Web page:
Roland Lill is the quiet star of German molecular biology. The 63-year old professor works at the University of Marburg, on mitochondria, using yeast as a model organism. Lill is also since 2014 member of the Senate at the German Research Foundation (DFG), re-elected just recently, where he represents the interests of German molecular biologists and decides on federal funding distribution and research policies. Since 2016, the Marburg professor is also Senator for Biochemistry and Biophysics at the Leopoldina, which is the German Academy of Sciences. Furthermore, Lill is EMBO member since 2013 and he also used to be Fellow of the Max Planck Society.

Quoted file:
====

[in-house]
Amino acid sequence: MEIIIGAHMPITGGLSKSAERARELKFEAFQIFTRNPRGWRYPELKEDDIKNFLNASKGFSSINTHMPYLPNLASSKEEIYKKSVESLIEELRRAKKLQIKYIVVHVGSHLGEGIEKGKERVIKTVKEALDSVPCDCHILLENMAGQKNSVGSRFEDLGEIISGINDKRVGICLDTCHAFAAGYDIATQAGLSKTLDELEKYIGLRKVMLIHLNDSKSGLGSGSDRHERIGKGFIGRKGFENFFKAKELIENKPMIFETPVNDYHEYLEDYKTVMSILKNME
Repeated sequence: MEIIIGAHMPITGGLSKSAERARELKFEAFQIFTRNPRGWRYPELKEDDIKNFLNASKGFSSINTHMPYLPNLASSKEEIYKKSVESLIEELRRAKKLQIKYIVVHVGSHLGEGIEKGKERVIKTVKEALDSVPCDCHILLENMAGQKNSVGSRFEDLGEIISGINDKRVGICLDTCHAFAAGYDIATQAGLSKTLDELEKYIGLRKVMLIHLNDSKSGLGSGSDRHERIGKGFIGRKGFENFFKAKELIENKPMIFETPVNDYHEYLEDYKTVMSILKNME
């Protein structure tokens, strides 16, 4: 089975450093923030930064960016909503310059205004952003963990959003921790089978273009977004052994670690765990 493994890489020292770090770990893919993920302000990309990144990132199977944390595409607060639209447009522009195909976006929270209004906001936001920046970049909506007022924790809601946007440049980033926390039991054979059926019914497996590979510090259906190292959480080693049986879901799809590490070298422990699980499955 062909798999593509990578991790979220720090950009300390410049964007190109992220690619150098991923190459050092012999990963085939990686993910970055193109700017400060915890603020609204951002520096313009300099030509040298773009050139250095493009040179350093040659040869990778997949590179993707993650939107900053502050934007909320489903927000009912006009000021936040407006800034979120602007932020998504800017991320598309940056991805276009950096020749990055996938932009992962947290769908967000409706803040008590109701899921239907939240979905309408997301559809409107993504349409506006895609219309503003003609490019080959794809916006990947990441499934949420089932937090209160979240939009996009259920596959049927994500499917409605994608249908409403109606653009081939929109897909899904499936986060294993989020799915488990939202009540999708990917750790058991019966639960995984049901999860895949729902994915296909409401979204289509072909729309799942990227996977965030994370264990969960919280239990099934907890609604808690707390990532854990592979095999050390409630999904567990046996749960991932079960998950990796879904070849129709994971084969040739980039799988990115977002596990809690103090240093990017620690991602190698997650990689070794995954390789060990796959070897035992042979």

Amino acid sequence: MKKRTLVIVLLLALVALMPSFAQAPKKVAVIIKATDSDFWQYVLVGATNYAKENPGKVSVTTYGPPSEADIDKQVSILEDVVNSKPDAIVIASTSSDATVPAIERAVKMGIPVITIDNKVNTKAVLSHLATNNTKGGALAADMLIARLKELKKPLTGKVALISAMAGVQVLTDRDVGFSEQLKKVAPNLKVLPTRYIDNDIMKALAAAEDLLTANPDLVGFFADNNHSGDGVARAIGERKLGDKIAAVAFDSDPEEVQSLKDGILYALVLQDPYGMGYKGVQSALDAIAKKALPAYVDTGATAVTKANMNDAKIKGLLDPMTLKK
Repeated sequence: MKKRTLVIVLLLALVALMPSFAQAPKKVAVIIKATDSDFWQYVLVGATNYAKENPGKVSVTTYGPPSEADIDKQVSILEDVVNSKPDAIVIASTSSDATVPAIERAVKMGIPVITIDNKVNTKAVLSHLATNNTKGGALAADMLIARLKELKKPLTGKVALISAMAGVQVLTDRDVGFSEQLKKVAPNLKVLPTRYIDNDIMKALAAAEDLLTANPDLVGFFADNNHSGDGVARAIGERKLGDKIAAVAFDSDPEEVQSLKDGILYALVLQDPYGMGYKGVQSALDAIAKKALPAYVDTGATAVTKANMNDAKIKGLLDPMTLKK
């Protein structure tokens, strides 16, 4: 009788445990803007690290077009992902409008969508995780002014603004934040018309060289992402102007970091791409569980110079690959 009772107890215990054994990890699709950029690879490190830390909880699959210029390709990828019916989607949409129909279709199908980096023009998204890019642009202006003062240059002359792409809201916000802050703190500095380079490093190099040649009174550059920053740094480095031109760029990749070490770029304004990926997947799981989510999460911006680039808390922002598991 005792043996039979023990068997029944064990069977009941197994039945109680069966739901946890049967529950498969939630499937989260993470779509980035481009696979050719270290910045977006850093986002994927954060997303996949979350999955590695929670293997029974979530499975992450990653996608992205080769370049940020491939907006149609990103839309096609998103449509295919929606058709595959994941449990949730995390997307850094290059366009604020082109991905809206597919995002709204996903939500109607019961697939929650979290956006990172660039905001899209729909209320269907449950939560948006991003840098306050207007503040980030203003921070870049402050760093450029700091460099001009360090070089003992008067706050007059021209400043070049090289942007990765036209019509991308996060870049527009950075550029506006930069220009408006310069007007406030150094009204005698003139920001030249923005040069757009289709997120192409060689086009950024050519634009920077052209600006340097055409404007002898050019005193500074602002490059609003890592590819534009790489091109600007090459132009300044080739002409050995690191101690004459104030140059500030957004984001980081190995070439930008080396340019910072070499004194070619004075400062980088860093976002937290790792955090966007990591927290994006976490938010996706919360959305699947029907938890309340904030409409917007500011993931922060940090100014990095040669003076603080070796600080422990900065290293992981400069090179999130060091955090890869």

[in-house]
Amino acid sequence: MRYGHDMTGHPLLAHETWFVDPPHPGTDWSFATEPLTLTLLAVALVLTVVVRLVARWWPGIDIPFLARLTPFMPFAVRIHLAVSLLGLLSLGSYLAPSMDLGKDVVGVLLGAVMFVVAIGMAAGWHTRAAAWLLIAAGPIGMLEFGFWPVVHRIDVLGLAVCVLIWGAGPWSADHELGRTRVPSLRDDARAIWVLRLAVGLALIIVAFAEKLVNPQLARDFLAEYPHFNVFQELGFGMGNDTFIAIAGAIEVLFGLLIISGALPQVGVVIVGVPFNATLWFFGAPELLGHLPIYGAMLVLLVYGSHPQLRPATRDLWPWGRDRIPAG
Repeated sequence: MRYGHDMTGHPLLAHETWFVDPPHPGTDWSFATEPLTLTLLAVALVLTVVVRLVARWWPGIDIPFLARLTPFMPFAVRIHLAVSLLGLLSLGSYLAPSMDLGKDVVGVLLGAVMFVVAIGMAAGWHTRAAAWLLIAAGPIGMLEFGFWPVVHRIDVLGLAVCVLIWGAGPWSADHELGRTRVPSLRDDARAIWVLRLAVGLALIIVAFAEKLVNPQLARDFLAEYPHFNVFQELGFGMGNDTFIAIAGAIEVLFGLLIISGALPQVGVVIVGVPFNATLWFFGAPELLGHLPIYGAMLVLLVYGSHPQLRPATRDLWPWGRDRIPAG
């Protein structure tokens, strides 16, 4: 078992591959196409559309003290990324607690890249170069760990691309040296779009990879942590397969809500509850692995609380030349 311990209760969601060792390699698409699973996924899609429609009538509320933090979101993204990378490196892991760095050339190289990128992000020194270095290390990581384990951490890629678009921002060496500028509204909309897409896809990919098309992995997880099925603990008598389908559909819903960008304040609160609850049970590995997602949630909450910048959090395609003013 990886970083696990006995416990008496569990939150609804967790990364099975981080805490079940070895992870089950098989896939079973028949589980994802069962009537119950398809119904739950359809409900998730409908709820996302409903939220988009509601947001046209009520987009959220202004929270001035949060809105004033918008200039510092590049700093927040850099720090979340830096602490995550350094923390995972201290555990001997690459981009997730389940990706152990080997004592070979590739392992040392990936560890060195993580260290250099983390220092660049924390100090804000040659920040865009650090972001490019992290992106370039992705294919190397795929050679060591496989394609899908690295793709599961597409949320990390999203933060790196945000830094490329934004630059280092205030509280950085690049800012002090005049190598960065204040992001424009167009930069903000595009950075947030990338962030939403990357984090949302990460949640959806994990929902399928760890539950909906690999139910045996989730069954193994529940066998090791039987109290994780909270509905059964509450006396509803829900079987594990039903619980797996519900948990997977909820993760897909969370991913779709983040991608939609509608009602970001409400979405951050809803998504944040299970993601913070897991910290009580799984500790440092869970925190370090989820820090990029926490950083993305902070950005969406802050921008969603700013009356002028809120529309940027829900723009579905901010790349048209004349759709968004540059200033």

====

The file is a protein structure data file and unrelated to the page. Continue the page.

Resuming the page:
Lill’s research focus is on iron-sulfur biogenesis, and his achievements for German science are indeed strong as iron, as evident by his awards and medals (including the Leibniz Prize of €1.55 Mn in 2003), his impressive funding acquisition success and publication record. Recently however, a sulfuric smell of rotten eggs emitted from the whistleblowing platform PubPeer, tainting his legacy. Currently 9 Lill papers are affected, the evidence looks worrisome, and might indicate possible data manipulations. Mostly it is about apparently duplicated gel bands. Luckily however, most papers are 13 and more years old, nobody would expect Professor Lill to have stored the original data for so long, even if it was ever available. The despicable attack on Professor’s Lill research record will be surely thwarted by the journals’ reluctance of dealing with problems in old papers, and of course by the tremendous respect and influence this Senator enjoys in German academia. In fact, both DFG and the two research integrity Ombudspersons of the University of Marburg refused to comment on the PubPeer evidence. Leopoldina announced to me to have the “accusations” addressed by their Ombudsman; DFG mentioned to have had the PubPeer information “forwarded inside the house”.